Sex in pregnancy


Changes in sex drive are normal in pregnancy, both for you and for your partner. You may feel less like sex if you are tired, nauseous or uncomfortable, or you may want more than normal: extra vaginal lubrication often makes orgasm easier. Some men adore the sight of their pregnant partner, while others find it a big turn off.

A slight brownish-red blood loss sometimes occurs after sex and is not normally a problem, but contact your midwife if you are worried. If you have had a premature labour in a previous pregnancy, or have threatened to start labour prematurely in this pregnancy, vigorous sex is best avoided. Excessive nipple massage in mid-pregnancy may also trigger strong Braxton Hicks contractions.

Below are a few tips for a healthy sex life in pregnancy:

  • Find time to be together it is not necessary to have full penetrative sex if you dont feel like it just enjoy kissing, cuddling and mutual masturbation.
  • Massage each other before and during sex with grapeseed oil and 2 or 3 drops of relaxing essential oil, eg ylang ylang - this is safe in pregnancy but avoid getting oil in your vagina. Add 4 drops of oil to your bath and take a dip together, but avoid aromatherapy oils if your waters have broken.
  • Bach flower remedies - Rescue remedy, 4 drops neat on your tongue, is a good anti-stress remedy immediately before penetration; olive or hornbeam, 2 drops in water, are good if you are too tired.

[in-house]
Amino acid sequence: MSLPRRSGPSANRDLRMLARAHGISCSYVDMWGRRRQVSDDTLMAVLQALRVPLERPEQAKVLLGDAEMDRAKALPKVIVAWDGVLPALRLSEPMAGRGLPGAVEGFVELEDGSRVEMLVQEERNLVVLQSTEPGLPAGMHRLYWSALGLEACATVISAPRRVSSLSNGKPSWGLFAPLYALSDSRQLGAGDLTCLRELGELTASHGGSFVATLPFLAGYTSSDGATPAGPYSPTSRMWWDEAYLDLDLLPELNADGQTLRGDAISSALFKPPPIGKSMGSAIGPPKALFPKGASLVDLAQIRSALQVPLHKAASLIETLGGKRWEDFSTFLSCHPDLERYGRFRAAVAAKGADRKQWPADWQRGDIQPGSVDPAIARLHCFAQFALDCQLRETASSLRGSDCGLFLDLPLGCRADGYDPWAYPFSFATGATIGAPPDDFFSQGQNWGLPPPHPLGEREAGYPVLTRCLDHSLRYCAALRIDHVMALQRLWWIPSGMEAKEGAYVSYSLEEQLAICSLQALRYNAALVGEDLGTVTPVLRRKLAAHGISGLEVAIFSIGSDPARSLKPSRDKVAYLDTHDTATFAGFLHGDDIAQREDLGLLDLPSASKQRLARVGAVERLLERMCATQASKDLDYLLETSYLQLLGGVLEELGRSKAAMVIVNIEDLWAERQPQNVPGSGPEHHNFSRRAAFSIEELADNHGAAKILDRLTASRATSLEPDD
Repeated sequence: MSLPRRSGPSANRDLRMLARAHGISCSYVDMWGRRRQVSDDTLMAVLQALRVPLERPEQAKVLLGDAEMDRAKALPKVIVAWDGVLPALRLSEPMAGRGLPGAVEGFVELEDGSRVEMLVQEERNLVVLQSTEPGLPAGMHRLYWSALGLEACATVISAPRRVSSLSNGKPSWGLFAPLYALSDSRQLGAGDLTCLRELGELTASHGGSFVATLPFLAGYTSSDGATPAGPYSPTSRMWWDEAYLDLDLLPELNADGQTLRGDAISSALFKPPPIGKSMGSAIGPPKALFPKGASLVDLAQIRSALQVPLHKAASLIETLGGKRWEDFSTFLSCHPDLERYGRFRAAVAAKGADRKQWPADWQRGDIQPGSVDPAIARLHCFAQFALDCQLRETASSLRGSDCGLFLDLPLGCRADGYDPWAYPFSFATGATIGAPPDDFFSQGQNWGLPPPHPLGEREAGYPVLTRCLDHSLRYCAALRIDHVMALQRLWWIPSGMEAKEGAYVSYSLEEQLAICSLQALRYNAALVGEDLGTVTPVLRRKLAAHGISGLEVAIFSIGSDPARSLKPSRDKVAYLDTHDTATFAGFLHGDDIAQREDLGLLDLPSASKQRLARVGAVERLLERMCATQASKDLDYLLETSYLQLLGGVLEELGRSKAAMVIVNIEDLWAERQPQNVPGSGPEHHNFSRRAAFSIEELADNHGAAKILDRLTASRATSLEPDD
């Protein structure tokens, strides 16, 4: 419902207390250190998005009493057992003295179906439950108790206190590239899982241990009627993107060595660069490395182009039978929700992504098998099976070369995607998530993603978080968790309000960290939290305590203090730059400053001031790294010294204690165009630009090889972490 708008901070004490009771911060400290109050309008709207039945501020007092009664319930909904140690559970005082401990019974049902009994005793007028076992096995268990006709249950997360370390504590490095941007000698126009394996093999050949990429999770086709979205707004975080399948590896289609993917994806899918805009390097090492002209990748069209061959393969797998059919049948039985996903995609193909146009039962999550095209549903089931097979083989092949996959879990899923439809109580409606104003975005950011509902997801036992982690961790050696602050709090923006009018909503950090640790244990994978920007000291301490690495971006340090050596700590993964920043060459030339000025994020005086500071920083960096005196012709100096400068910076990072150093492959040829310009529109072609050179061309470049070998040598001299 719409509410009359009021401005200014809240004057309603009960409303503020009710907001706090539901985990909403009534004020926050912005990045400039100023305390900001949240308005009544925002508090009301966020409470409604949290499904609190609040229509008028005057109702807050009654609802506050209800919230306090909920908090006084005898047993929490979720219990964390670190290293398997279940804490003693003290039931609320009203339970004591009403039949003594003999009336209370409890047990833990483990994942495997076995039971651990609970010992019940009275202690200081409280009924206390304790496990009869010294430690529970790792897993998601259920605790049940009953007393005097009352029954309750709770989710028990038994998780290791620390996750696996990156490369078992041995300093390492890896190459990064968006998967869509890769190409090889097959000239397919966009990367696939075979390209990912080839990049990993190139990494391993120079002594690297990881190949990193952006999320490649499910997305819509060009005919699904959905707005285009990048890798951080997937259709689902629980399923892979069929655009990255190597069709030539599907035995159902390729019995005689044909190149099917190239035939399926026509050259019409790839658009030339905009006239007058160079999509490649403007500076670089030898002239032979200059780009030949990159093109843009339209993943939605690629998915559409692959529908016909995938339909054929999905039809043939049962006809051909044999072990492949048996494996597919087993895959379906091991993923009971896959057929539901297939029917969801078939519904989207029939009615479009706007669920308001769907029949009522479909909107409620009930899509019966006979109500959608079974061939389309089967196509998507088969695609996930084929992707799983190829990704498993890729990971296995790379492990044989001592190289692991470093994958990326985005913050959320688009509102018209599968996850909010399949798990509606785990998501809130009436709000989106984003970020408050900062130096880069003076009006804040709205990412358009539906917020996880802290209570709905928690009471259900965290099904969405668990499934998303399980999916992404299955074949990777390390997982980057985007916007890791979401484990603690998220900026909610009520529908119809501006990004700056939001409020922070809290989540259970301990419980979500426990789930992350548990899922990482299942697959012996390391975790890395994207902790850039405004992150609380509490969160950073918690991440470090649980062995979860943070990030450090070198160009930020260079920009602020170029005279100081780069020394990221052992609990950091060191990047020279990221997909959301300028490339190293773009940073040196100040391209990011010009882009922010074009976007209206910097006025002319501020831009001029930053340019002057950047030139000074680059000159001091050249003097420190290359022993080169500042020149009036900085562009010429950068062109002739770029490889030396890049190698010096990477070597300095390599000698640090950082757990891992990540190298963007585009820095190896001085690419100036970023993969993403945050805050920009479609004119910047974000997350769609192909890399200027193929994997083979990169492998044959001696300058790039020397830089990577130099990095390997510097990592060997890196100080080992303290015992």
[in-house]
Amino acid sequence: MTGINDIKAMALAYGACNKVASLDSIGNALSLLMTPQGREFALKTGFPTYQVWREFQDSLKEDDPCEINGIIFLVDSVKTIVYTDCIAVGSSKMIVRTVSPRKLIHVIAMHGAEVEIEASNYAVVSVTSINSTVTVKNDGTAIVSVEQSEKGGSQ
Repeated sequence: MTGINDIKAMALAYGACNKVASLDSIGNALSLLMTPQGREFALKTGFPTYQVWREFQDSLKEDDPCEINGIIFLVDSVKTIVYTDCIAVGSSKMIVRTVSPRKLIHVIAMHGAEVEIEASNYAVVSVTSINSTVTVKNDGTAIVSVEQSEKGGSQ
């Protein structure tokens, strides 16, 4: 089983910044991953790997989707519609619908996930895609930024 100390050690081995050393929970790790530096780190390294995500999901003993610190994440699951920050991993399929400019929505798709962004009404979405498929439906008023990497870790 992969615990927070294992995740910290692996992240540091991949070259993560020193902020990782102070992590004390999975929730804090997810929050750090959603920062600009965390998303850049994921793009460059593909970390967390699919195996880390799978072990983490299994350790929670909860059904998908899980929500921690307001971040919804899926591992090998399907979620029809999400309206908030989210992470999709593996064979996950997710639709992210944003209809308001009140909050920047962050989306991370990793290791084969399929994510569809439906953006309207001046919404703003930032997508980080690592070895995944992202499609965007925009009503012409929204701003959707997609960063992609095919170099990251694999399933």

• If your lack of desire for sex affects your relationship with your partner, talk to your midwife or consider hypnotherapy or counselling.
  • Experiment with different positions - on top of your partner, sitting astride him or on your side where pressure on your bump is reduced.
  • Oral sex is safe but don't let your partner blow air in your vagina.
  • Anal intercourse may cause infection and is probably best avoided in pregnancy unless you are scrupulous about washing and passing urine immediately afterwards.
  • Vibrators are safe if used carefully to avoid damaging your vagina or cervix or causing infection.
  • After your baby's birth, vaginal blood loss, bruising or stitches can make sex uncomfortable but it's wise to attempt vaginal penetration before your postnatal examination with your midwife or GP, usually at about 6 weeks. Any difficulties you experience during sex may reveal stitches which have not fully dissolved or an unhealed part of your vagina or cervix.
  • Don't forget to sort out contraception!
  • Remember you started as a couple and deserve to spend time together so ask family or friends to baby-sit occasionally.
Always inform your midwife if you are using any natural remedies or receiving treatment from a complementary therapist

The information in this section is provided by Expectancy, the definitive source of information on the safety of complementary therapies in pregnancy and childbirth. They offer advice and general information online and by telephone, and individual consultations and treatments in person. For further information, go to